There are a few weeks remaining before we turn the clocks back, marking the end of Daylight Savings Time. But if you have been noticing that the weeks seem to be flying by faster, you are not alone. Many people have experienced a strange relationship with time since the pandemic and if you are finding it hard to remember what day it is, or when you last went to the dentist, you are in good company. According to a recent Los Angeles Times opinion column, “COVID-Time” is a lingering side-effect of lockdown and uncertainty during the height of the pandemic.
For some people, time has slowed down and for others, it seems to be speeding by faster than ever. A recent U.K. study found that only 20 percent of people felt that time was passing normally during the pandemic lockdowns. Of the remaining people surveyed, 40 percent said time was passing faster and 40 percent felt it was passing slower.
Because one day blurred into the next without the normal fenceposts to mark the time and day of the week, such as leaving for work, going to appointments, or looking forward to the weekend activities, our experience of time shifted. Although people who reported satisfying social contact said time passed more quickly, many people also reported losing track of time frequently.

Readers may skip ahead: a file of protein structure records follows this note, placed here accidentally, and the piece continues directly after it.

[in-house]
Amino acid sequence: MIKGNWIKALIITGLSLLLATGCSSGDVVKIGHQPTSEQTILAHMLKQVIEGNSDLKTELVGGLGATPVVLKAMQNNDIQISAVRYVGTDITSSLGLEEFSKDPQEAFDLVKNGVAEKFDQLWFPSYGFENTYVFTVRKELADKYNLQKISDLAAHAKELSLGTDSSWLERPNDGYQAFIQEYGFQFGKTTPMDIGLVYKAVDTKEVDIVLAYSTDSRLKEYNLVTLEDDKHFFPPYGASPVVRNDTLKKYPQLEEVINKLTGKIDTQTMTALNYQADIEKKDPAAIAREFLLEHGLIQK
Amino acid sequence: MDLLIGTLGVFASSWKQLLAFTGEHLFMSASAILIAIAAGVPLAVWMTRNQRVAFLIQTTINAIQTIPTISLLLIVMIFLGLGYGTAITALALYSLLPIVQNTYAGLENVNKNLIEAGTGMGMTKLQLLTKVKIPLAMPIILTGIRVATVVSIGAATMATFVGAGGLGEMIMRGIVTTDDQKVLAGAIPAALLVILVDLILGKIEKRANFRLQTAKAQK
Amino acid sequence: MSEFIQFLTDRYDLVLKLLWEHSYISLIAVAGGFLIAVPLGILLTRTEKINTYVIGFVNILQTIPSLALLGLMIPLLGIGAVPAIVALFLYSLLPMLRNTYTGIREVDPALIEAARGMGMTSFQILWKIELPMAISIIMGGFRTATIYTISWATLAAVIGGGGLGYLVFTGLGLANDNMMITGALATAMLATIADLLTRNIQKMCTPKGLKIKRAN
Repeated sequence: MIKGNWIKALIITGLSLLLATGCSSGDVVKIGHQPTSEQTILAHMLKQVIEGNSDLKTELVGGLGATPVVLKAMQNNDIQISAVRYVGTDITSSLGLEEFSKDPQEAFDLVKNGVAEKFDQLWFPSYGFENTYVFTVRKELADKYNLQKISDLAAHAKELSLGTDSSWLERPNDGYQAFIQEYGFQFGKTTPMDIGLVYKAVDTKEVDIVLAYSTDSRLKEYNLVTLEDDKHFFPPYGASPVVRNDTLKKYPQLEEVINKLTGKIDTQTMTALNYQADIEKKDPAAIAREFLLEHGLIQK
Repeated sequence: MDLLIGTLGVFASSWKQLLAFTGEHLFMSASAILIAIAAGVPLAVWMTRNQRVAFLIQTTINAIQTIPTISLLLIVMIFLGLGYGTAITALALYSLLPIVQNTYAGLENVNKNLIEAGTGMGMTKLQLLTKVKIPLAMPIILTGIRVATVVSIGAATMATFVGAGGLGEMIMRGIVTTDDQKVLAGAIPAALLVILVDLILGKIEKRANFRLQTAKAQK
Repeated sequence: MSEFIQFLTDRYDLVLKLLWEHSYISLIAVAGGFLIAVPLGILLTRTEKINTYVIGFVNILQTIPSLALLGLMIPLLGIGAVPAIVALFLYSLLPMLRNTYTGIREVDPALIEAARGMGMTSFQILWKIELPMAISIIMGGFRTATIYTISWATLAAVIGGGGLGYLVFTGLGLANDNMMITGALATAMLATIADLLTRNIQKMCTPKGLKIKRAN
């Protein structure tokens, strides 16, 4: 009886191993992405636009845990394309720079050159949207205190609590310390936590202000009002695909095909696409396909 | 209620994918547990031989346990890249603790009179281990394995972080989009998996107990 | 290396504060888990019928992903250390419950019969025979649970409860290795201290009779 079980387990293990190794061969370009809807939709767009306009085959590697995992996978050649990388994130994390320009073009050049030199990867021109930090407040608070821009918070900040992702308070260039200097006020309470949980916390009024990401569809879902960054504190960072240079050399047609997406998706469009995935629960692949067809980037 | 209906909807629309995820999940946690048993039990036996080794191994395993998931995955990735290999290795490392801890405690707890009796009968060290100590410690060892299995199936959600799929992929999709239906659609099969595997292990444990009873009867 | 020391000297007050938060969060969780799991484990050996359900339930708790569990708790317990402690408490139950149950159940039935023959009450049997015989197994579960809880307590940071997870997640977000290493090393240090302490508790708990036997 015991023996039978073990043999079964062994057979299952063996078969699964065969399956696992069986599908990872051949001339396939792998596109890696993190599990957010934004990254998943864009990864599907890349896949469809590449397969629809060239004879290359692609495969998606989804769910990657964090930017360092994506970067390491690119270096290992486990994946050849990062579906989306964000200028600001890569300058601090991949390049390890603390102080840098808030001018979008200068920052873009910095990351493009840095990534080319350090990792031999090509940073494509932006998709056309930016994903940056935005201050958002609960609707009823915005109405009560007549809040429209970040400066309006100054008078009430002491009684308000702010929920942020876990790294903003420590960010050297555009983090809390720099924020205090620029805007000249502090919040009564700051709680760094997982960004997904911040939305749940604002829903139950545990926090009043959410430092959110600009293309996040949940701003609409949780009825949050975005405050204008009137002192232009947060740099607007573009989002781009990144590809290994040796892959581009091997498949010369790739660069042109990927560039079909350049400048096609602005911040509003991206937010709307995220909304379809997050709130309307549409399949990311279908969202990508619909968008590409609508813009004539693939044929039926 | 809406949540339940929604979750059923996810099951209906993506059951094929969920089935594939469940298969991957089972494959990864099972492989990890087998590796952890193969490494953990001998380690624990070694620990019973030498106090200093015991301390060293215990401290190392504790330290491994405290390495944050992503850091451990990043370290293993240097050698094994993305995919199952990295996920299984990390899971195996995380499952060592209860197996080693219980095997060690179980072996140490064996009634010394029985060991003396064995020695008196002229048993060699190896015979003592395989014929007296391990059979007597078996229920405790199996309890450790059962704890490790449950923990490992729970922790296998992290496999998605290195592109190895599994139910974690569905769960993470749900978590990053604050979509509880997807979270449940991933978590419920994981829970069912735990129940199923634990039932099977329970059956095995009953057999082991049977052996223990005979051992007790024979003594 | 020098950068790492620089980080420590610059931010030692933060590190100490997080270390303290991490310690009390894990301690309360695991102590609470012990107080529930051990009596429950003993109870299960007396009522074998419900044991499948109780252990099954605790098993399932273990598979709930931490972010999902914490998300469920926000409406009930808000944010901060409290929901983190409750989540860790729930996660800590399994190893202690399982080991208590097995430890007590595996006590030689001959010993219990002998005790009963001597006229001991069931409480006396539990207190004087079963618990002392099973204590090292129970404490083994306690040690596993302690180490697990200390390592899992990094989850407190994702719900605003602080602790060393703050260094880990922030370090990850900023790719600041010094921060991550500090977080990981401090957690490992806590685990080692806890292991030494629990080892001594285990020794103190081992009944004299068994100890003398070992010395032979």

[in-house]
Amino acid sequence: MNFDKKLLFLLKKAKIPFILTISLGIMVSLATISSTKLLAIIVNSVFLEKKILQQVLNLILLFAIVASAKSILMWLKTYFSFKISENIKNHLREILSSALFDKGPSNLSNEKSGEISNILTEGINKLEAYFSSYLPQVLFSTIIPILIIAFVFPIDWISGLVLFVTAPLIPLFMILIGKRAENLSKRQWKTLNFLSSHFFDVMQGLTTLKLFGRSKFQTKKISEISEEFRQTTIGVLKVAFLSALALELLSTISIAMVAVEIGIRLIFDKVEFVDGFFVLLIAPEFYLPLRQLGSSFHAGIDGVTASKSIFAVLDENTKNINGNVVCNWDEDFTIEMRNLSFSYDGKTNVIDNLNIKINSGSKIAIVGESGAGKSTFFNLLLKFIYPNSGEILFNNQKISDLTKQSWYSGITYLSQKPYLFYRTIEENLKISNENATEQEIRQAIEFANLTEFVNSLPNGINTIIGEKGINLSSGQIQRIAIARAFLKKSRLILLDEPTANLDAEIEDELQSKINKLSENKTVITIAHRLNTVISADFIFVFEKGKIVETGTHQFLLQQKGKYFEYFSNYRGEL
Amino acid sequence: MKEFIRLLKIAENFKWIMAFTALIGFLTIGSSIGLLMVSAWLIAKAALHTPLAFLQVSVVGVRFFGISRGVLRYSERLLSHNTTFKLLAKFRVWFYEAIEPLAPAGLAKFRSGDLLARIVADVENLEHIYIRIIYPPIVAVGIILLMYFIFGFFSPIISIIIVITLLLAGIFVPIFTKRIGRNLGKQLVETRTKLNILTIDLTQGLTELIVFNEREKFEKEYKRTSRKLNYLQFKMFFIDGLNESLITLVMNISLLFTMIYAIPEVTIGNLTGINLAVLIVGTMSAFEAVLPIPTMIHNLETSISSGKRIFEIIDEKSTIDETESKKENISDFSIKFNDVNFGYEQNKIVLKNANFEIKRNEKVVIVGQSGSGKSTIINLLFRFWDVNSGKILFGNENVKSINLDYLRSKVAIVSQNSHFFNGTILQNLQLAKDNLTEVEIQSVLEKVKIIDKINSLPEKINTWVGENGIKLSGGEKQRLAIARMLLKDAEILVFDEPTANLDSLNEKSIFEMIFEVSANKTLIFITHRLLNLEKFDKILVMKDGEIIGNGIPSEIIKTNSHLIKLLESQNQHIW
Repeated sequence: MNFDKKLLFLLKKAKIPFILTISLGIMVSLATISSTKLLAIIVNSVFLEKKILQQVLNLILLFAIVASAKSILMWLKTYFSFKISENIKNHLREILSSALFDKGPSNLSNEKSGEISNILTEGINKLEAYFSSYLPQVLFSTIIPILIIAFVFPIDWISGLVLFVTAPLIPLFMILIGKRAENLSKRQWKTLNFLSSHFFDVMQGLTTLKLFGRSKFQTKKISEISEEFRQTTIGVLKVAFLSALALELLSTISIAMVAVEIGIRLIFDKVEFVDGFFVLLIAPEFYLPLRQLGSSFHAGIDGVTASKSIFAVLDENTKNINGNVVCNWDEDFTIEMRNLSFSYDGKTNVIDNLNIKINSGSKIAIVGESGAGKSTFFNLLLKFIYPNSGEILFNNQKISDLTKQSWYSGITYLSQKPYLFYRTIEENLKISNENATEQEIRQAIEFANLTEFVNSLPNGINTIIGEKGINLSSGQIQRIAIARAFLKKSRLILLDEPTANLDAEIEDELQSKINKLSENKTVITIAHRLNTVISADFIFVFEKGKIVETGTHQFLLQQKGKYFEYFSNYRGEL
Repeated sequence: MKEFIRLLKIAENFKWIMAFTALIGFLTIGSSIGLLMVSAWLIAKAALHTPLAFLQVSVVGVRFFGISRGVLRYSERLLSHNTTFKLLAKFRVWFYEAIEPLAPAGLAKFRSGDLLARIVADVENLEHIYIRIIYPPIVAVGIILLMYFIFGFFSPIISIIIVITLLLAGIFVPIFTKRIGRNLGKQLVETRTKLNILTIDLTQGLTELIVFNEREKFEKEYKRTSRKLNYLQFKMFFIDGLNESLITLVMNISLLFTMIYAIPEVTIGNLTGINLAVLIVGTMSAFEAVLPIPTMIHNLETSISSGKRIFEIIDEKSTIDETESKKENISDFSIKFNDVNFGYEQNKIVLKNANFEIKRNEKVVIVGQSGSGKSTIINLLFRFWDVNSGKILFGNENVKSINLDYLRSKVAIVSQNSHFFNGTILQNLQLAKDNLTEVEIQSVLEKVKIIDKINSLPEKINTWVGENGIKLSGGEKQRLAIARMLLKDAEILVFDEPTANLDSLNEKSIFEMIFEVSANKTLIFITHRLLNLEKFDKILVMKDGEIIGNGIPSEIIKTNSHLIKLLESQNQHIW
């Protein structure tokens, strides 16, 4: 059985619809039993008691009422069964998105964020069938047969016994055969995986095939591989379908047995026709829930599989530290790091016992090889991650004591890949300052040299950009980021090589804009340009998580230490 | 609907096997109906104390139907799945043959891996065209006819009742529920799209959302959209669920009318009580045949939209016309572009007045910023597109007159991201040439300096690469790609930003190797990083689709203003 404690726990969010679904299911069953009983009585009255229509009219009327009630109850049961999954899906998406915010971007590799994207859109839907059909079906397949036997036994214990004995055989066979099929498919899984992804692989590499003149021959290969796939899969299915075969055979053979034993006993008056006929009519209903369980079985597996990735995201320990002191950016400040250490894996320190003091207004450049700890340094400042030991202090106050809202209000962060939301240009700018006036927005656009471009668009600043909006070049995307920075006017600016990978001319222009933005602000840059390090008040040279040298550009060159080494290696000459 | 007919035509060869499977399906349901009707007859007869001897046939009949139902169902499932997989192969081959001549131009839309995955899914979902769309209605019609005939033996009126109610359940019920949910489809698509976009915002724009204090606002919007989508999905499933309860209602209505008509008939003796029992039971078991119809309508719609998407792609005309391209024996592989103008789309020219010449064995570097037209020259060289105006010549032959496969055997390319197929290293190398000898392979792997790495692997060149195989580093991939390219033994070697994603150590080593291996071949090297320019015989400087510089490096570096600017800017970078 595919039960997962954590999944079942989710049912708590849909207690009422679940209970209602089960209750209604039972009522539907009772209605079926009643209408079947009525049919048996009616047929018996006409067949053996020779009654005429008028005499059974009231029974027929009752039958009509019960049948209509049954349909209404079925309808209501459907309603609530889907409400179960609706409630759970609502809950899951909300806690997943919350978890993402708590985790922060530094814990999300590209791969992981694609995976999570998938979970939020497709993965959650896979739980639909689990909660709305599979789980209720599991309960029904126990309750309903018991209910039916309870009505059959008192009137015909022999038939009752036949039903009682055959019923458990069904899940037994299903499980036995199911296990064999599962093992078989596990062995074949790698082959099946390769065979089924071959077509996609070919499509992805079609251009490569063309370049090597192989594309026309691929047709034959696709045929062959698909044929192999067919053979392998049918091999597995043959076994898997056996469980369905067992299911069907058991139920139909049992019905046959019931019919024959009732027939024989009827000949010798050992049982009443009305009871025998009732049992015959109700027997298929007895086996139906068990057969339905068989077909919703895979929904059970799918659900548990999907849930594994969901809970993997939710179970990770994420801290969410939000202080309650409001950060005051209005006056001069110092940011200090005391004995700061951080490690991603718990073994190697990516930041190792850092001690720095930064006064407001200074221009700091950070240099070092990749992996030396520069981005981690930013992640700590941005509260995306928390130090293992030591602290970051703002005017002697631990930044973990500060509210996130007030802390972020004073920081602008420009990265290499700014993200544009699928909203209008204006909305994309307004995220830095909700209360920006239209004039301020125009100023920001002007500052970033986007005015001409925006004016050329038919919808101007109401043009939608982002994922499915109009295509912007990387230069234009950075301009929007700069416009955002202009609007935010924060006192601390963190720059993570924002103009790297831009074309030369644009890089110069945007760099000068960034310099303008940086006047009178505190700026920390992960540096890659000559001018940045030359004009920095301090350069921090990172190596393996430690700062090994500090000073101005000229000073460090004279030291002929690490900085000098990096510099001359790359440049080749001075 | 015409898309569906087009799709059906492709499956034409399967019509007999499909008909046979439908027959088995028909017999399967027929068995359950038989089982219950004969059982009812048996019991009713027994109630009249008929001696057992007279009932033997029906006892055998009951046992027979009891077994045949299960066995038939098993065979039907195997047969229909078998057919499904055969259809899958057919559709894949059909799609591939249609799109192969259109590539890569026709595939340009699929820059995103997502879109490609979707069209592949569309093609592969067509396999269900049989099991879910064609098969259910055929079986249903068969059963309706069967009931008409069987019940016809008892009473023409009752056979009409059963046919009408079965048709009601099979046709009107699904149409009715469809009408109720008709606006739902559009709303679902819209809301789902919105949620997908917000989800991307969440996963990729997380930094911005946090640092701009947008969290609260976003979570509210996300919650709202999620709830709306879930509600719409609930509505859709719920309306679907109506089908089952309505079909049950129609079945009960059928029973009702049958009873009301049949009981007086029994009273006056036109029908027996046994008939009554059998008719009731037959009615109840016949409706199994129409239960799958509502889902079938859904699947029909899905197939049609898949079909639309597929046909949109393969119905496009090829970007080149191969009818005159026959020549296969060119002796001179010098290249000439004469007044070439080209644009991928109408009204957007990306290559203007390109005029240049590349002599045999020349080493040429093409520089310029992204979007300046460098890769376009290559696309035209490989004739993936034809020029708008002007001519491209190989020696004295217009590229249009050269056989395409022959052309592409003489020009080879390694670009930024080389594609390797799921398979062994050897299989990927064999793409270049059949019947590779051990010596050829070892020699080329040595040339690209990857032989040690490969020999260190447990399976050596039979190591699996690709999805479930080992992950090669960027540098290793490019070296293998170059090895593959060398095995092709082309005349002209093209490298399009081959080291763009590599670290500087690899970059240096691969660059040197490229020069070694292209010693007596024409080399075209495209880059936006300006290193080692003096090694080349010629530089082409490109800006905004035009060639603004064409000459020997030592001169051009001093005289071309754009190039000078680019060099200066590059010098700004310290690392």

As we get older, time really does seem to pass faster. With more years under the belt, a year is a smaller proportion of life, making 12 months seem much shorter than when we were children and time seemed to stretch infinitely.
The pandemic, in forcing us to slow down and to value how we spend our time, may have also had a lasting influence on how we use the time we have. Our priorities may have changed, and what we choose to spend time on may have also altered, leaving us in a different relationship with the passing days.
Learn more about why time seems to speed up as we age by listening to a recent BBC Sounds program – Why Time Flies (and how to slow it down) featuring Duke University physicist Adrian Benjan.